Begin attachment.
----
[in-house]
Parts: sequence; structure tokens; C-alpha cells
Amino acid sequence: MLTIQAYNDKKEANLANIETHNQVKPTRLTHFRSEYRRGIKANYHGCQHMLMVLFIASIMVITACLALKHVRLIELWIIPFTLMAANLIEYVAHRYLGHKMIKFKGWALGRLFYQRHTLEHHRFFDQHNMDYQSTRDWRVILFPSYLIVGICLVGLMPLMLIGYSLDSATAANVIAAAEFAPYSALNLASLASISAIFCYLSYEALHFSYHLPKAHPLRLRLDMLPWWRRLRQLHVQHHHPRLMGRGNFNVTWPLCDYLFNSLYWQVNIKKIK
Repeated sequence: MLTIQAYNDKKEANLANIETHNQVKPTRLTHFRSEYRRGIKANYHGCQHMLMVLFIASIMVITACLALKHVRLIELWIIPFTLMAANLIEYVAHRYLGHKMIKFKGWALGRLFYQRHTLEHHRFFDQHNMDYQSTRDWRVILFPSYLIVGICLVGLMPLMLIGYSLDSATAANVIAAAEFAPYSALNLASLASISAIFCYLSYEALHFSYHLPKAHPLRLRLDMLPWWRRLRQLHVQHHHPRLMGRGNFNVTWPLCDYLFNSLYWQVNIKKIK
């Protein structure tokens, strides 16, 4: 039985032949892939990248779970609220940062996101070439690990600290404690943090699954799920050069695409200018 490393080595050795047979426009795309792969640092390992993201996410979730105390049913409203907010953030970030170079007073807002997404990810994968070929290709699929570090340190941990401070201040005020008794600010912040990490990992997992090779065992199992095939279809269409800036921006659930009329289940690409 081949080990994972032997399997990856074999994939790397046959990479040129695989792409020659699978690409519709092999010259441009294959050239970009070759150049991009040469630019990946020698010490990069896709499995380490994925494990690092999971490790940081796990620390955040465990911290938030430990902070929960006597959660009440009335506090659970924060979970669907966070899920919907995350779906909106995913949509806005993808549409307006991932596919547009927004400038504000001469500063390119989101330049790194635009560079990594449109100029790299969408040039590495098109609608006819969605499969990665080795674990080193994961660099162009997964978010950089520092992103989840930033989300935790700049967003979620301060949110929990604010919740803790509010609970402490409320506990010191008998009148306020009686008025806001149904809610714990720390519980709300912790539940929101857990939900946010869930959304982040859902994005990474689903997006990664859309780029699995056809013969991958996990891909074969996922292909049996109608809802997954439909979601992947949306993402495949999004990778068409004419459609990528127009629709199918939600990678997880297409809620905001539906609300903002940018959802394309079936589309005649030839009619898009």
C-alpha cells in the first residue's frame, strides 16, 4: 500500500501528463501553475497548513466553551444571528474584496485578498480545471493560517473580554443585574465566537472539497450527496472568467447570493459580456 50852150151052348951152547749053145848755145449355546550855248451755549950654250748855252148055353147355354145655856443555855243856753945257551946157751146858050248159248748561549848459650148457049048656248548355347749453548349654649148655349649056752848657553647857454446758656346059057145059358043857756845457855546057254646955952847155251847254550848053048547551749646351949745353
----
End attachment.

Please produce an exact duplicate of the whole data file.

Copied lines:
[in-house]
Parts: sequence; structure tokens; C-alpha cells
Amino acid sequence: MLTIQAYNDKKEANLANIETHNQVKPTRLTHFRSEYRRGIKANYHGCQHMLMVLFIASIMVITACLALKHVRLIELWIIPFTLMAANLIEYVAHRYLGHKMIKFKGWALGRLFYQRHTLEHHRFFDQHNMDYQSTRDWRVILFPSYLIVGICLVGLMPLMLIGYSLDSATAANVIAAAEFAPYSALNLASLASISAIFCYLSYEALHFSYHLPKAHPLRLRLDMLPWWRRLRQLHVQHHHPRLMGRGNFNVTWPLCDYLFNSLYWQVNIKKIK
Repeated sequence: MLTIQAYNDKKEANLANIETHNQVKPTRLTHFRSEYRRGIKANYHGCQHMLMVLFIASIMVITACLALKHVRLIELWIIPFTLMAANLIEYVAHRYLGHKMIKFKGWALGRLFYQRHTLEHHRFFDQHNMDYQSTRDWRVILFPSYLIVGICLVGLMPLMLIGYSLDSATAANVIAAAEFAPYSALNLASLASISAIFCYLSYEALHFSYHLPKAHPLRLRLDMLPWWRRLRQLHVQHHHPRLMGRGNFNVTWPLCDYLFNSLYWQVNIKKIK
């Protein structure tokens, strides 16, 4: 039985032949892939990248779970609220940062996101070439690990600290404690943090699954799920050069695409200018 490393080595050795047979426009795309792969640092390992993201996410979730105390049913409203907010953030970030170079007073807002997404990810994968070929290709699929570090340190941990401070201040005020008794600010912040990490990992997992090779065992199992095939279809269409800036921006659930009329289940690409 081949080990994972032997399997990856074999994939790397046959990479040129695989792409020659699978690409519709092999010259441009294959050239970009070759150049991009040469630019990946020698010490990069896709499995380490994925494990690092999971490790940081796990620390955040465990911290938030430990902070929960006597959660009440009335506090659970924060979970669907966070899920919907995350779906909106995913949509806005993808549409307006991932596919547009927004400038504000001469500063390119989101330049790194635009560079990594449109100029790299969408040039590495098109609608006819969605499969990665080795674990080193994961660099162009997964978010950089520092992103989840930033989300935790700049967003979620301060949110929990604010919740803790509010609970402490409320506990010191008998009148306020009686008025806001149904809610714990720390519980709300912790539940929101857990939900946010869930959304982040859902994005990474689903997006990664859309780029699995056809013969991958996990891909074969996922292909049996109608809802997954439909979601992947949306993402495949999004990778068409004419459609990528127009629709199918939600990678997880297409809620905001539906609300903002940018959802394309079936589309005649030839009619898009």
C-alpha cells in the first residue's frame, strides 16, 4: 500500500501528463501553475497548513466553551444571528474584496485578498480545471493560517473580554443585574465566537472539497450527496472568467447570493459580456 50852150151052348951152547749053145848755145449355546550855248451755549950654250748855252148055353147355354145655856443555855243856753945257551946157751146858050248159248748561549848459650148457049048656248548355347749453548349654649148655349649056752848657553647857454446758656346059057145059358043857756845457855546057254646955952847155251847254550848053048547551749646351949745353